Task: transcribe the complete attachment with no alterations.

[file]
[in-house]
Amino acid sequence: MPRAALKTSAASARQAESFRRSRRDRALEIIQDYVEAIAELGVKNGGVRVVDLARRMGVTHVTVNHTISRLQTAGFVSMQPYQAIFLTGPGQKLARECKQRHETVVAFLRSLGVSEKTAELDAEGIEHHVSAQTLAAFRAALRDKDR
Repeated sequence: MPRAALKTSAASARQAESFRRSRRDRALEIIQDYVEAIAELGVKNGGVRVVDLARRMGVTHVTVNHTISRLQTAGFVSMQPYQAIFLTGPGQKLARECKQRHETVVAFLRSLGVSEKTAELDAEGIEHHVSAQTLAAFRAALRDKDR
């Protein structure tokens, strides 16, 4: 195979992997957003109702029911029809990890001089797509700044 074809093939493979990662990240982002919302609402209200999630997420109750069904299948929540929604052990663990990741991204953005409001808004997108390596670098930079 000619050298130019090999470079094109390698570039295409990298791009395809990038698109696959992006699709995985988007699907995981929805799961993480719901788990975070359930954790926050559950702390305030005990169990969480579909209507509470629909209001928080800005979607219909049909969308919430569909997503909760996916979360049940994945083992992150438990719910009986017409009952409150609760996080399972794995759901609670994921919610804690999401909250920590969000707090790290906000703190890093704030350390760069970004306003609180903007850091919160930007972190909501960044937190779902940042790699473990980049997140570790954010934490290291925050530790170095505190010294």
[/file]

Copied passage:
[in-house]
Amino acid sequence: MPRAALKTSAASARQAESFRRSRRDRALEIIQDYVEAIAELGVKNGGVRVVDLARRMGVTHVTVNHTISRLQTAGFVSMQPYQAIFLTGPGQKLARECKQRHETVVAFLRSLGVSEKTAELDAEGIEHHVSAQTLAAFRAALRDKDR
Repeated sequence: MPRAALKTSAASARQAESFRRSRRDRALEIIQDYVEAIAELGVKNGGVRVVDLARRMGVTHVTVNHTISRLQTAGFVSMQPYQAIFLTGPGQKLARECKQRHETVVAFLRSLGVSEKTAELDAEGIEHHVSAQTLAAFRAALRDKDR
């Protein structure tokens, strides 16, 4: 195979992997957003109702029911029809990890001089797509700044 074809093939493979990662990240982002919302609402209200999630997420109750069904299948929540929604052990663990990741991204953005409001808004997108390596670098930079 000619050298130019090999470079094109390698570039295409990298791009395809990038698109696959992006699709995985988007699907995981929805799961993480719901788990975070359930954790926050559950702390305030005990169990969480579909209507509470629909209001928080800005979607219909049909969308919430569909997503909760996916979360049940994945083992992150438990719910009986017409009952409150609760996080399972794995759901609670994921919610804690999401909250920590969000707090790290906000703190890093704030350390760069970004306003609180903007850091919160930007972190909501960044937190779902940042790699473990980049997140570790954010934490290291925050530790170095505190010294």